Today’s lesson in whisky history explains why lovers of Ardbeg need to show Ballantine’s some love. Here is the incontrovertible logic leading to this truth:
Before I explain why this is, let’s take a look at the psychology of the peathead, or more specifically, the Ardbeggian personality. Indeed, if you who are reading these lines love your Ardbeg, your personality.
So, you consider yourself to be something of a whisky expert. You tend to scoff at cheap blends; you prefer independent bottlings of Mortlach to the official ones; perhaps you keep a few IB:s of 1997 Clynelish in your shelves – indeed, you know the lingo well enough to be using terms like IB, musing to yourself each time someone asks what that acronym means on social media.* And each year, you keep collecting those Feis ile bottlings from every distillery on Islay.
Of all distilleries still active today, Ardbeg is closest to your heart. Sure, there’s the sherry monsters and all that, but Ardbeg, to you, remains number one. If you’re really down with your distillery, you’ll have conversations where things like ”well sure, it’s a great dram, but Ping 1 beats the 868 eight days a week” are uttered with absolute certainty. It’s like the masonic handshake; if people in the room don’t get what is being said, well, then they are not real Ardbeggians, just posers.
Somewhere deep down, though, you’re beginning to see a trend where you absolutely loved Day, while the Auriverdes and the Perpetuum didn’t really make your heart melt. Maybe, just maybe, your love is beginning to fade. But sure, you will be chasing after that committee release of Dark cove all the same, just like everyone else will. You just don’t know if it’s for the certain money to be made, if it’s out of old habit, or if you will be tasting it. You’re not worrying about that tattoo of the Ardbeg logo on your arm. Not just yet.
Where you are absolutely certain, though, is in your critique of cheaper whiskies. You haven’t tried Johnnie Walker red in about a decade – it’s simply beneath you. Bell’s? Not in a million years. J&B? No way, José. Ballantine’s, do you consider it to be a useful whisky in any sense? Noooooo. That would be like saying that the Pope has a normal hat.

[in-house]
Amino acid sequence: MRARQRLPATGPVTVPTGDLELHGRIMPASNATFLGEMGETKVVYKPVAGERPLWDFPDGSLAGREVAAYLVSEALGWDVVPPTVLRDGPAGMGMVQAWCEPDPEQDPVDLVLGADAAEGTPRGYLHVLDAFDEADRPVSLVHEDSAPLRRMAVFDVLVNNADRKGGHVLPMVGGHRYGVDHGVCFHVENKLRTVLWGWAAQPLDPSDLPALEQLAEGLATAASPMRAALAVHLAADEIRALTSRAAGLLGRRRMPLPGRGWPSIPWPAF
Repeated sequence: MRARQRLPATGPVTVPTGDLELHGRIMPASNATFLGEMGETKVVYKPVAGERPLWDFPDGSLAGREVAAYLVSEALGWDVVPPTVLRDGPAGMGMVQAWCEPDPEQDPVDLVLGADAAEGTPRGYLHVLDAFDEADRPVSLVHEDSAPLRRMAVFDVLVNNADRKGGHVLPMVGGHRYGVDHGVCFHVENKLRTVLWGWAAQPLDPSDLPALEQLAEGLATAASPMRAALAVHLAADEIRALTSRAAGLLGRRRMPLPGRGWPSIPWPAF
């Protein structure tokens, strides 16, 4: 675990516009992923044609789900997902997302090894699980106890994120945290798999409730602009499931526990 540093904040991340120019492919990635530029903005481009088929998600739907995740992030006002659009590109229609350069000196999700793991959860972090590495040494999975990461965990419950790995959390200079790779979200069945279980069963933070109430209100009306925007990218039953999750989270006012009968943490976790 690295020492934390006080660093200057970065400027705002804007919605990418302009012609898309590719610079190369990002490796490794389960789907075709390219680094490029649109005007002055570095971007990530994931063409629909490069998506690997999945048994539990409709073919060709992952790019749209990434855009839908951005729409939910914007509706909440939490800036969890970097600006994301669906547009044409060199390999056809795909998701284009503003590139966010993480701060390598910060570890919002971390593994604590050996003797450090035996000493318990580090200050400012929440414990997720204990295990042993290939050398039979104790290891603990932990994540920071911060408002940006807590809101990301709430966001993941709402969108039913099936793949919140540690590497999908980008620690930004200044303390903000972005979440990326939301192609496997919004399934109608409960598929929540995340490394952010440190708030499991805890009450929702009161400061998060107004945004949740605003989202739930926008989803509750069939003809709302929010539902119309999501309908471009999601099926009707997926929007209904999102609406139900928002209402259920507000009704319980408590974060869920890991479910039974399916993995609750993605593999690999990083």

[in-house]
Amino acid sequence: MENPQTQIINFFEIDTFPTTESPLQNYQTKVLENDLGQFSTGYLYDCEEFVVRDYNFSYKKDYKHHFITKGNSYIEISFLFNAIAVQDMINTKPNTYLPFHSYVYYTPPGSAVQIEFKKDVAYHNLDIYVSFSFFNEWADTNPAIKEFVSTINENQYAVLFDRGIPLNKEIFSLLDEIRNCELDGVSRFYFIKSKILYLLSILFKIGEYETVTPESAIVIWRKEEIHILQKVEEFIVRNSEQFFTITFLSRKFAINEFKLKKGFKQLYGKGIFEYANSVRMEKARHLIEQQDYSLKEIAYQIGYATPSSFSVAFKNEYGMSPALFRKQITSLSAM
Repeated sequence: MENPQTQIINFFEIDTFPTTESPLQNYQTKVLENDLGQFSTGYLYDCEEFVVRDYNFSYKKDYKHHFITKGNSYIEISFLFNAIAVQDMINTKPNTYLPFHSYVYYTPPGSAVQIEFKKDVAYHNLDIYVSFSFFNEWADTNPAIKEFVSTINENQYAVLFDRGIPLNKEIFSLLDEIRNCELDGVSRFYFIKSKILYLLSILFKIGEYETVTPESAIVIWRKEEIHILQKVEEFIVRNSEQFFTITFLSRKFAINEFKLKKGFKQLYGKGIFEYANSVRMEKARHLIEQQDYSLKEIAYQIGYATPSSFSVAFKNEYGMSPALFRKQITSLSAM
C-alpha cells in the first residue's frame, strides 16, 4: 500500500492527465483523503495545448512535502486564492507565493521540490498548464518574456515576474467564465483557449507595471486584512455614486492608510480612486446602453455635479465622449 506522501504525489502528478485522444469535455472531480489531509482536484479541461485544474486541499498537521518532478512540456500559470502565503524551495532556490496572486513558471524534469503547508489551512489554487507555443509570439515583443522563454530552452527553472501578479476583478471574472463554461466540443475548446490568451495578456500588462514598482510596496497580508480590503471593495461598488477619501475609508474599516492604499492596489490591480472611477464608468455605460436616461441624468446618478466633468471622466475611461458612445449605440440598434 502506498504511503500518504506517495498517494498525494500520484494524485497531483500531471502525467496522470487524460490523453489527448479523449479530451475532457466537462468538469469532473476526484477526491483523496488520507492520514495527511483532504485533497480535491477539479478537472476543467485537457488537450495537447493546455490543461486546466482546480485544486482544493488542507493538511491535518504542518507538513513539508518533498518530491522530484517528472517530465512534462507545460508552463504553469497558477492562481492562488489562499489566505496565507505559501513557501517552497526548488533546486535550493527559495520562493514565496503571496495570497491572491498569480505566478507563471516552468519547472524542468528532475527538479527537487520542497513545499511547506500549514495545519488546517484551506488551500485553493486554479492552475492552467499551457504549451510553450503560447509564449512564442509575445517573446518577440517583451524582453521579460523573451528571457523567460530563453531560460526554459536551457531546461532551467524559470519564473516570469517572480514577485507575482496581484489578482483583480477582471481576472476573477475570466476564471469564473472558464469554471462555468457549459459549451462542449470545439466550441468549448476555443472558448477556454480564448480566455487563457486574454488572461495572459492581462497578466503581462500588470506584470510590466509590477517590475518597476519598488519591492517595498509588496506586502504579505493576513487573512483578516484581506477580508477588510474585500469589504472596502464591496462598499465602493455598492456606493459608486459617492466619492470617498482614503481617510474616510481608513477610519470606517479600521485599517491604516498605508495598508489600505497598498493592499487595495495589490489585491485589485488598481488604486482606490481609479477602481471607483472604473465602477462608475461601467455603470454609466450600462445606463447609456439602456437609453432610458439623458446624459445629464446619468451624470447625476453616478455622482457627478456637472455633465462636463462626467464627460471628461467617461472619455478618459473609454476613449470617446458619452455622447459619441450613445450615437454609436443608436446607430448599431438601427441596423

However, you really should change your mindset. And we don’t need to go into the whole ”it’s the selling of blends which is the backbone of the whisky industry” argument. Let’s just consider your attitude to Ballantine’s as compared to what you think of Ardbeg. You really should be thinking of Ballantine’s with the utmost of respect and gratitude.
You see, if it hadn’t been for Ballantine’s, Ardbeg would not exist. No Ballantine’s, and you would be taking your walk – or, more appropriately perhaps, wandering on your pilgrimage – from Laphroaig to Lagavulin to a big pile of nothing on those southers shores of Islay.
If you’re a truly genuine peathead, you’ll know that Ardbeg was closed between 1981 and 1989. What you might not know is that back then, there were far-reaching plans to demolish the distillery, just run it over with bulldozers. Why were these plans never carried out? Because even while the distillery was supposedly mothballed, it was still distilling very small amounts of spirit. There was still a need for Ardbeg. Who supplied this demand? Ballantine’s, which at least in those days had a dash of Ardbeg in its recipe.
Klaus Pinkernell, the whisky maverick who gave the world such interesting innovations as Fishky, Torf! and Re-peat and since many years now working at Cadenhead’s whisky shop in Berlin, was told this story back in the 1980s. This was during a private viewing of the closed Ardbeg distillery he got from a manager of another nearby distillery. Indeed, when Ardbeg came back on stream in 1989, part of the deal included that the distillery would keep supplying whisky for Ballantine’s. As Pinkernell smilingly concluded when discussing these things with me over a couple of fantastic drams at his Cadenhead’s whisky shop after closing hours, ”If you don’t enjoy Ballantine’s, you have no right to drink Ardbeg.”